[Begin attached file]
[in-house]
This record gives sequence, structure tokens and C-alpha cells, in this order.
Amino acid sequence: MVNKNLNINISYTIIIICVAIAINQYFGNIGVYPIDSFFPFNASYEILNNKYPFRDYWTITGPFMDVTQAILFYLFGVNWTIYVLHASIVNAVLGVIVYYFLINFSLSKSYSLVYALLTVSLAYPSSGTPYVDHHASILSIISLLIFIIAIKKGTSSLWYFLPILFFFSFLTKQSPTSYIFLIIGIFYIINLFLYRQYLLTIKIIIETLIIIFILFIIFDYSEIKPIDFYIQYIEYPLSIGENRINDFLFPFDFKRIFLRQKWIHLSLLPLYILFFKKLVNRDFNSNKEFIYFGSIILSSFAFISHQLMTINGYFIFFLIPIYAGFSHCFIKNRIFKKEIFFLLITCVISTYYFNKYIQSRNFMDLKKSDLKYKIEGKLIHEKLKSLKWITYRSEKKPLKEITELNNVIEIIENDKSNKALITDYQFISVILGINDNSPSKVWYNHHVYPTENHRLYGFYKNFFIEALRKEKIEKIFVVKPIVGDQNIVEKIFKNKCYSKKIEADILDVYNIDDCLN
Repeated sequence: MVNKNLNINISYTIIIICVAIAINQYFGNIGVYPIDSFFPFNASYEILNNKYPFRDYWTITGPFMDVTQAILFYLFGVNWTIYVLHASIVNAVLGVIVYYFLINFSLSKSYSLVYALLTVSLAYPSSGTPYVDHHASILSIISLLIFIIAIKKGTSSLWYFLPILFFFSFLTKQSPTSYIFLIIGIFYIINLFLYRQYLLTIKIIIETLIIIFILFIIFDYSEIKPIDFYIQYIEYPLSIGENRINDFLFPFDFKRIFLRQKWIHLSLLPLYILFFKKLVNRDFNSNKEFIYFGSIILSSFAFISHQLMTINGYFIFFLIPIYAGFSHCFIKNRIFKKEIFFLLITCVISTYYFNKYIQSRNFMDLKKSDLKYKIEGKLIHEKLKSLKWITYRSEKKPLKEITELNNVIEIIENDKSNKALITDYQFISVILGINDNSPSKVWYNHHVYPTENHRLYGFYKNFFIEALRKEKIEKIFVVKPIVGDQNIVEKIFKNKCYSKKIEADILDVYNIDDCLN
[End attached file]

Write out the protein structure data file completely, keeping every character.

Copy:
[in-house]
This record gives sequence, structure tokens and C-alpha cells, in this order.
Amino acid sequence: MVNKNLNINISYTIIIICVAIAINQYFGNIGVYPIDSFFPFNASYEILNNKYPFRDYWTITGPFMDVTQAILFYLFGVNWTIYVLHASIVNAVLGVIVYYFLINFSLSKSYSLVYALLTVSLAYPSSGTPYVDHHASILSIISLLIFIIAIKKGTSSLWYFLPILFFFSFLTKQSPTSYIFLIIGIFYIINLFLYRQYLLTIKIIIETLIIIFILFIIFDYSEIKPIDFYIQYIEYPLSIGENRINDFLFPFDFKRIFLRQKWIHLSLLPLYILFFKKLVNRDFNSNKEFIYFGSIILSSFAFISHQLMTINGYFIFFLIPIYAGFSHCFIKNRIFKKEIFFLLITCVISTYYFNKYIQSRNFMDLKKSDLKYKIEGKLIHEKLKSLKWITYRSEKKPLKEITELNNVIEIIENDKSNKALITDYQFISVILGINDNSPSKVWYNHHVYPTENHRLYGFYKNFFIEALRKEKIEKIFVVKPIVGDQNIVEKIFKNKCYSKKIEADILDVYNIDDCLN
Repeated sequence: MVNKNLNINISYTIIIICVAIAINQYFGNIGVYPIDSFFPFNASYEILNNKYPFRDYWTITGPFMDVTQAILFYLFGVNWTIYVLHASIVNAVLGVIVYYFLINFSLSKSYSLVYALLTVSLAYPSSGTPYVDHHASILSIISLLIFIIAIKKGTSSLWYFLPILFFFSFLTKQSPTSYIFLIIGIFYIINLFLYRQYLLTIKIIIETLIIIFILFIIFDYSEIKPIDFYIQYIEYPLSIGENRINDFLFPFDFKRIFLRQKWIHLSLLPLYILFFKKLVNRDFNSNKEFIYFGSIILSSFAFISHQLMTINGYFIFFLIPIYAGFSHCFIKNRIFKKEIFFLLITCVISTYYFNKYIQSRNFMDLKKSDLKYKIEGKLIHEKLKSLKWITYRSEKKPLKEITELNNVIEIIENDKSNKALITDYQFISVILGINDNSPSKVWYNHHVYPTENHRLYGFYKNFFIEALRKEKIEKIFVVKPIVGDQNIVEKIFKNKCYSKKIEADILDVYNIDDCLN